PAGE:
Bank Concentration and Fragility: Impact and Mechanics
Public policy debates and theoretical disputes motivate this paper's examination of (i) the relationship between bank concentration and banking system fragility and (ii) the mechanisms underlying this relationship. We find no support for the view that concentration increases the fragility of banks. Rather, banking system concentration is associated with a lower probability that the country suffers a systemic banking crisis. In terms of policies, we find that (i) regulations and institutions that facilitate competition in banking are associated with less—not more—banking system fragility and (ii) including these policy indicators does not change the results on concentration. This suggests that concentration is a proxy for something else besides the competitive environment. Also, we do not find that official capital regulations, reserve requirements, or official prudential regulations lower crises probabilities. Finally, we present suggestive evidence that concentrated banking systems tend to have larger, better-diversified banks, which may help account for the positive link between concentration and stability.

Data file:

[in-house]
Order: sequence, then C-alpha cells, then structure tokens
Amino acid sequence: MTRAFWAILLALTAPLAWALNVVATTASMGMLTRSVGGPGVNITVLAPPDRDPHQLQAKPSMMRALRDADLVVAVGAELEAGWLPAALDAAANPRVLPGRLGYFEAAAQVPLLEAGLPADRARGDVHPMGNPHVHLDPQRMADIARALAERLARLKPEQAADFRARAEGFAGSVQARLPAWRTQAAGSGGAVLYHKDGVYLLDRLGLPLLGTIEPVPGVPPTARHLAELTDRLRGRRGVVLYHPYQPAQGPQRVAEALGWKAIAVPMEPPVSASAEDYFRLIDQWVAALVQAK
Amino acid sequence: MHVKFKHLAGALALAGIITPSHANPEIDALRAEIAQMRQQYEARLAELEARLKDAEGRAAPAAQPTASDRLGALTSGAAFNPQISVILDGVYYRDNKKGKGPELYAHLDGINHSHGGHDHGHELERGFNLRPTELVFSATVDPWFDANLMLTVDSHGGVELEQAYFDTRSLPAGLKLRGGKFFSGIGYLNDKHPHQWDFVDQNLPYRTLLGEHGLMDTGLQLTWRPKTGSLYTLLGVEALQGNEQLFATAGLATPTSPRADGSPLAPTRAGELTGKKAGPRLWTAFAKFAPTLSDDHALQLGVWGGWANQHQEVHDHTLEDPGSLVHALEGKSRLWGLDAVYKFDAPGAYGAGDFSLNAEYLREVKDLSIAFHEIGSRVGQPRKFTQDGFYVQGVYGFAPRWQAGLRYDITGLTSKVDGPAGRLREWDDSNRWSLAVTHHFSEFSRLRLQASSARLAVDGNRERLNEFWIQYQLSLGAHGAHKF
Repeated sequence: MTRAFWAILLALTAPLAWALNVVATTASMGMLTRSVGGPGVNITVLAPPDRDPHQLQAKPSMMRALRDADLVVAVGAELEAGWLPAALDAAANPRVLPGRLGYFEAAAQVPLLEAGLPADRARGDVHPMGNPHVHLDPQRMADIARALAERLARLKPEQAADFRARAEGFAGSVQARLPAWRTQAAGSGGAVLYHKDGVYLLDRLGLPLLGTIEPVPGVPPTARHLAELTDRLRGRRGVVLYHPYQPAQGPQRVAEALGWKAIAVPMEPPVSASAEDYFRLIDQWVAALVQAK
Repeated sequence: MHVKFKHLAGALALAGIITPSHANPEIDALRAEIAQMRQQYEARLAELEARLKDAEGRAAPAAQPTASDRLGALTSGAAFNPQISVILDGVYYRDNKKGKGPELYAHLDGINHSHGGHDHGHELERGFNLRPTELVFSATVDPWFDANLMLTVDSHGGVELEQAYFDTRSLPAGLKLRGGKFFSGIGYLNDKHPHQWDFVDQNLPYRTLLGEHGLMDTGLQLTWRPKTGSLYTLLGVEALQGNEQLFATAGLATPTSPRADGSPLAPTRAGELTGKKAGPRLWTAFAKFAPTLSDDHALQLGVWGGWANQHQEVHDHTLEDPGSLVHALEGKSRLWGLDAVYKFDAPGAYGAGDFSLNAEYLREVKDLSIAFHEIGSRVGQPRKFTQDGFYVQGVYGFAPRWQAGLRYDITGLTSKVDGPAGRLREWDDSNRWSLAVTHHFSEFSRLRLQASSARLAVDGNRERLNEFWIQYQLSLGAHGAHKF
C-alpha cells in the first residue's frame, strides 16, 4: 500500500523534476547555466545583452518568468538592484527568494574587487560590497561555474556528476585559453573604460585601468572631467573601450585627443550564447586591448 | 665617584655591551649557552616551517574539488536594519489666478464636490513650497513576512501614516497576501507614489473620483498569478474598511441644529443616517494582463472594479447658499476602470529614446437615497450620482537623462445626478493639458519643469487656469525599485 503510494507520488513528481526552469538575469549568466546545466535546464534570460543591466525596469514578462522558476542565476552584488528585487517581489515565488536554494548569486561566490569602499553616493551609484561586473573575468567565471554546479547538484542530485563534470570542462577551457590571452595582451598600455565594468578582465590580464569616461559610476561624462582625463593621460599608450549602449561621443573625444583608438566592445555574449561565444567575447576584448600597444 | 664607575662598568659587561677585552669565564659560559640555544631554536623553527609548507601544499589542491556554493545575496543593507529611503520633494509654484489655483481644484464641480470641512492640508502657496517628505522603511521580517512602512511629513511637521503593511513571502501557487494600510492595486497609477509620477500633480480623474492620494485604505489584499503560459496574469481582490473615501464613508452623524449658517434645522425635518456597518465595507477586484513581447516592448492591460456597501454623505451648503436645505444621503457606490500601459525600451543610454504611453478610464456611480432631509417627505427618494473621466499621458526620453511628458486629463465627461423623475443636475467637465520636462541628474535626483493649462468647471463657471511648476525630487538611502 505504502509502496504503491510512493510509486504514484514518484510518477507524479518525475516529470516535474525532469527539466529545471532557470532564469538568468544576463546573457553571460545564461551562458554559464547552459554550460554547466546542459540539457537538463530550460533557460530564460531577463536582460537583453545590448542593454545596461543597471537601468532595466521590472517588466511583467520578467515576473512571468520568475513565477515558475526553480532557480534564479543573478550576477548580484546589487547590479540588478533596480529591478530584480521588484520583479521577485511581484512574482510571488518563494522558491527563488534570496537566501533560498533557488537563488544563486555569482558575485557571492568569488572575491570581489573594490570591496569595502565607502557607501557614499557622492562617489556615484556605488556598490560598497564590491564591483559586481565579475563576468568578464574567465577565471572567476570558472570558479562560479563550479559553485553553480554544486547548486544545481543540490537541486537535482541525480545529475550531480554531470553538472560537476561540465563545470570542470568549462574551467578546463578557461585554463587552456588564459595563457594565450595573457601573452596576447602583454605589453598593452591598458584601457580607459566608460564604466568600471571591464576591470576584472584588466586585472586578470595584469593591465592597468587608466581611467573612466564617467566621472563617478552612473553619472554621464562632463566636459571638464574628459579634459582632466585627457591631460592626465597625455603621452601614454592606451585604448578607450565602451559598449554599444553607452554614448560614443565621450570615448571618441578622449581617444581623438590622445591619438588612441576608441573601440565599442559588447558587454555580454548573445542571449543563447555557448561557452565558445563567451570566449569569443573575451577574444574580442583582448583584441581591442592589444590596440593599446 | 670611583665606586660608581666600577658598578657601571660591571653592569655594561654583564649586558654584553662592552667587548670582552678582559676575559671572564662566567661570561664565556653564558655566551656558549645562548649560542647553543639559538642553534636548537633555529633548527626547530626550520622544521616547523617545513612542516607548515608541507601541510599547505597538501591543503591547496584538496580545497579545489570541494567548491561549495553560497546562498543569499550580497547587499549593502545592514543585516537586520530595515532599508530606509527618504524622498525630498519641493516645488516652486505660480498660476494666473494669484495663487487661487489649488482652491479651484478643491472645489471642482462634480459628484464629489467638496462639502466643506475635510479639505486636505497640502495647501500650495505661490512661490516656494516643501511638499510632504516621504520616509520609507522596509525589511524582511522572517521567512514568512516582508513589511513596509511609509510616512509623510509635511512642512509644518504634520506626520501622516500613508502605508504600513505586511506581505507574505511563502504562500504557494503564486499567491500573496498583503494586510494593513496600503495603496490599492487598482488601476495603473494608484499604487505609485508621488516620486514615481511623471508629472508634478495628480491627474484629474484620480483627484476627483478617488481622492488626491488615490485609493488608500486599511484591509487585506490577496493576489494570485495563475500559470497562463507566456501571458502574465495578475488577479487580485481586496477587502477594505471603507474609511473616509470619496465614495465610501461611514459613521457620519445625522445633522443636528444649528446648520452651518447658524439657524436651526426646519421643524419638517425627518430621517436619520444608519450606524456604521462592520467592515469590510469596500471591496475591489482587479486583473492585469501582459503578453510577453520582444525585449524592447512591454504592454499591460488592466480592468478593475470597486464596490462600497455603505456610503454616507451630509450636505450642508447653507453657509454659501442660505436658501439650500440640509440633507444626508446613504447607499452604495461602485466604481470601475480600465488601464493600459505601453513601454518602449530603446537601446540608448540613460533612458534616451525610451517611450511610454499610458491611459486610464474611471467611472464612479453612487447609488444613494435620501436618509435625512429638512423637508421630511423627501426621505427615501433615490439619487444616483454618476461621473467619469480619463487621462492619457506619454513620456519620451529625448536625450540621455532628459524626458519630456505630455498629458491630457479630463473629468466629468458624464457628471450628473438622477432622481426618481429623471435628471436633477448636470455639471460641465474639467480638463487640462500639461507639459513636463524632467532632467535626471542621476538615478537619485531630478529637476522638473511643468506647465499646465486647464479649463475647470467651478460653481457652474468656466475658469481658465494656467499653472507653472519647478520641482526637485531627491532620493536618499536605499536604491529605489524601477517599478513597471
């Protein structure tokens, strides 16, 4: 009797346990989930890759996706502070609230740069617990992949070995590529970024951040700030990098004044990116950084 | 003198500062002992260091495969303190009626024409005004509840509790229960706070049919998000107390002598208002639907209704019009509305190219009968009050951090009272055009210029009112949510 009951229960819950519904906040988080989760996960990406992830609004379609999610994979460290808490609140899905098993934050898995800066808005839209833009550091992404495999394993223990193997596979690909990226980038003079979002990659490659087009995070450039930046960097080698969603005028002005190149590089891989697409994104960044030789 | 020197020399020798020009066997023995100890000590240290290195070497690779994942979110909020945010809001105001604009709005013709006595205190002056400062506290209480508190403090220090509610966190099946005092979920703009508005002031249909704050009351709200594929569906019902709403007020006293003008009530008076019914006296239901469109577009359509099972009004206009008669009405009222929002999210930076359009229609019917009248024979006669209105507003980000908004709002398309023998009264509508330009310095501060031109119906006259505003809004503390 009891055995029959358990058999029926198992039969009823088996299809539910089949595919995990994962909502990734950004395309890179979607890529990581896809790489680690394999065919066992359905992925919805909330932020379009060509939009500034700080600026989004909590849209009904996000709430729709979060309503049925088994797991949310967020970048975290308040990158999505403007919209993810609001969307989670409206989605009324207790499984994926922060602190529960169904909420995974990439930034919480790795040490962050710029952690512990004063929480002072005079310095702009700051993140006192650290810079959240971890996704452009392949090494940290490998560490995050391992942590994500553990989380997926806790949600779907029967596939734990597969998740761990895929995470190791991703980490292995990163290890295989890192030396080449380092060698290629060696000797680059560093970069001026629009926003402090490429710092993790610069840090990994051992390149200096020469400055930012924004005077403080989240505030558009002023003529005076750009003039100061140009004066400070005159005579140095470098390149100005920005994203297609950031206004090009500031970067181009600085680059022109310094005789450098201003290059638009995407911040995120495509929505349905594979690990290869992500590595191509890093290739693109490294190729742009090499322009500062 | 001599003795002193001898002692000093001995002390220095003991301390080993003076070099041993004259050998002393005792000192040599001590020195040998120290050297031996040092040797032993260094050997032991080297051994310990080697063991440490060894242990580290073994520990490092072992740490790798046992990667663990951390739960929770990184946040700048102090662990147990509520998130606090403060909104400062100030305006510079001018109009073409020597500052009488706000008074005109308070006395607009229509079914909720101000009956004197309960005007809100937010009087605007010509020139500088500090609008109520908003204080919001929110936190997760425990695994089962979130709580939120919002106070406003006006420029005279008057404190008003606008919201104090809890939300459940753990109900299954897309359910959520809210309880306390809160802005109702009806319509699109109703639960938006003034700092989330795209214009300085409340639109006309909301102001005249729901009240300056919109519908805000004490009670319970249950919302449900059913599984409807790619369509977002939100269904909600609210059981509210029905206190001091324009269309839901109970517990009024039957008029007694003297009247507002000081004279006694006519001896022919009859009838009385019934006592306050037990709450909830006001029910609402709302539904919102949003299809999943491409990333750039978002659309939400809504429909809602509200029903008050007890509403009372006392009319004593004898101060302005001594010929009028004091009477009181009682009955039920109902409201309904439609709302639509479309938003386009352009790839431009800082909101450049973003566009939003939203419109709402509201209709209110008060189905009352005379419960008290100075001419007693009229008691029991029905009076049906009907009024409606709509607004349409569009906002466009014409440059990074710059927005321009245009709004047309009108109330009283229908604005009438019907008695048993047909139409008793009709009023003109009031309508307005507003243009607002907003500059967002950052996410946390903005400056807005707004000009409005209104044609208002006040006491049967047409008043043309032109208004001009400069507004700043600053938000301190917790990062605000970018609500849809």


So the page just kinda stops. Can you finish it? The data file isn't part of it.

Carey, Mark and Rene Stulz (eds.) The Risk of Financial Institutions. Chicago: University of Chicago Press, 2006.
Bank Concentration and Fragility. Impact and Mechanics, Thorsten Beck. in The Risks of Financial Institutions, Carey and Stulz. 2006